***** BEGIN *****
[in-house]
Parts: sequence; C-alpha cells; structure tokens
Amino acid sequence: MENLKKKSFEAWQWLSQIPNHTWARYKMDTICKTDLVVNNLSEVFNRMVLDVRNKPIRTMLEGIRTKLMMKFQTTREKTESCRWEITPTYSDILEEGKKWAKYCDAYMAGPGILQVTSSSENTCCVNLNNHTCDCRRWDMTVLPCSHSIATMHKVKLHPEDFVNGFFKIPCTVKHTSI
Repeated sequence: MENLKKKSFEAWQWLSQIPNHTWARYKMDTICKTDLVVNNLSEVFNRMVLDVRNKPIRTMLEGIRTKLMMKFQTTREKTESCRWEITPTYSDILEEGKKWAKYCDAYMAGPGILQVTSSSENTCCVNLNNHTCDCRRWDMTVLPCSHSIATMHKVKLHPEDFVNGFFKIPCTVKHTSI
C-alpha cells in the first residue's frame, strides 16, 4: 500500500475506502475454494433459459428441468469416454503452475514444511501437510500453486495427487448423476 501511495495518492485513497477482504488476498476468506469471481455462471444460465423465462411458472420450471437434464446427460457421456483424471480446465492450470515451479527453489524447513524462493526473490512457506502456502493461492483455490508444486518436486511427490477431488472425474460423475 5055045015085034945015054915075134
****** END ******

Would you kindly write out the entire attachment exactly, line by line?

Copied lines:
[in-house]
Parts: sequence; C-alpha cells; structure tokens
Amino acid sequence: MENLKKKSFEAWQWLSQIPNHTWARYKMDTICKTDLVVNNLSEVFNRMVLDVRNKPIRTMLEGIRTKLMMKFQTTREKTESCRWEITPTYSDILEEGKKWAKYCDAYMAGPGILQVTSSSENTCCVNLNNHTCDCRRWDMTVLPCSHSIATMHKVKLHPEDFVNGFFKIPCTVKHTSI
Repeated sequence: MENLKKKSFEAWQWLSQIPNHTWARYKMDTICKTDLVVNNLSEVFNRMVLDVRNKPIRTMLEGIRTKLMMKFQTTREKTESCRWEITPTYSDILEEGKKWAKYCDAYMAGPGILQVTSSSENTCCVNLNNHTCDCRRWDMTVLPCSHSIATMHKVKLHPEDFVNGFFKIPCTVKHTSI
C-alpha cells in the first residue's frame, strides 16, 4: 500500500475506502475454494433459459428441468469416454503452475514444511501437510500453486495427487448423476 501511495495518492485513497477482504488476498476468506469471481455462471444460465423465462411458472420450471437434464446427460457421456483424471480446465492450470515451479527453489524447513524462493526473490512457506502456502493461492483455490508444486518436486511427490477431488472425474460423475 5055045015085034945015054915075134